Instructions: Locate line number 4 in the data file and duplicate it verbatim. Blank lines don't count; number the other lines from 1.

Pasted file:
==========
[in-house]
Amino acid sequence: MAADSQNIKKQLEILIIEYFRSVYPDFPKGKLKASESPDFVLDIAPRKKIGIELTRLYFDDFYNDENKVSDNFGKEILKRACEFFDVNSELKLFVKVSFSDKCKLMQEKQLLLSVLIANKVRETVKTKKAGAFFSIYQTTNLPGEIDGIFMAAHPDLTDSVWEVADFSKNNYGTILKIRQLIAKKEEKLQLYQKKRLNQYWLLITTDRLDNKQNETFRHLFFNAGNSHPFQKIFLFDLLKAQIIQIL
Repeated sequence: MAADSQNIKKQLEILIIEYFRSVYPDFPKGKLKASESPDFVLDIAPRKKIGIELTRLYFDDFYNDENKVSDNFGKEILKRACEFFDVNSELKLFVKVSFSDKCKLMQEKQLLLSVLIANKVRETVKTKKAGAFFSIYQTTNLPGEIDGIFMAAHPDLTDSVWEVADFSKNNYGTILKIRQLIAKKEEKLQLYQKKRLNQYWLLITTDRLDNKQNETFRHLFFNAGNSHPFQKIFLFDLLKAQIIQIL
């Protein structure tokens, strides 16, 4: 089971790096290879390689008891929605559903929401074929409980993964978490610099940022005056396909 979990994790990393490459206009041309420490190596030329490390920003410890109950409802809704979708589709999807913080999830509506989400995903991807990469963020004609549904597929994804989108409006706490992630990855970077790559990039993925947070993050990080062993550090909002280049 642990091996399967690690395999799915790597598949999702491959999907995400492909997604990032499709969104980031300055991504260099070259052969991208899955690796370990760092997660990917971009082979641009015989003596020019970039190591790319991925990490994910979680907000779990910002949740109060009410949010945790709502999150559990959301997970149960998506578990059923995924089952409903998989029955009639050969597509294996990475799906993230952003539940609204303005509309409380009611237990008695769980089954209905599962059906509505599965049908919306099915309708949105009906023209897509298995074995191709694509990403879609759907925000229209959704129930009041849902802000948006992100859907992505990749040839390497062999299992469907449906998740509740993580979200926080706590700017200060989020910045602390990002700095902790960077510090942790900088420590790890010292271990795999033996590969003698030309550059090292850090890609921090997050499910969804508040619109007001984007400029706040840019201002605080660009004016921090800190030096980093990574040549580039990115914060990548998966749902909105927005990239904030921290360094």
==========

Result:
């Protein structure tokens, strides 16, 4: 089971790096290879390689008891929605559903929401074929409980993964978490610099940022005056396909 979990994790990393490459206009041309420490190596030329490390920003410890109950409802809704979708589709999807913080999830509506989400995903991807990469963020004609549904597929994804989108409006706490992630990855970077790559990039993925947070993050990080062993550090909002280049 642990091996399967690690395999799915790597598949999702491959999907995400492909997604990032499709969104980031300055991504260099070259052969991208899955690796370990760092997660990917971009082979641009015989003596020019970039190591790319991925990490994910979680907000779990910002949740109060009410949010945790709502999150559990959301997970149960998506578990059923995924089952409903998989029955009639050969597509294996990475799906993230952003539940609204303005509309409380009611237990008695769980089954209905599962059906509505599965049908919306099915309708949105009906023209897509298995074995191709694509990403879609759907925000229209959704129930009041849902802000948006992100859907992505990749040839390497062999299992469907449906998740509740993580979200926080706590700017200060989020910045602390990002700095902790960077510090942790900088420590790890010292271990795999033996590969003698030309550059090292850090890609921090997050499910969804508040619109007001984007400029706040840019201002605080660009004016921090800190030096980093990574040549580039990115914060990548998966749902909105927005990239904030921290360094």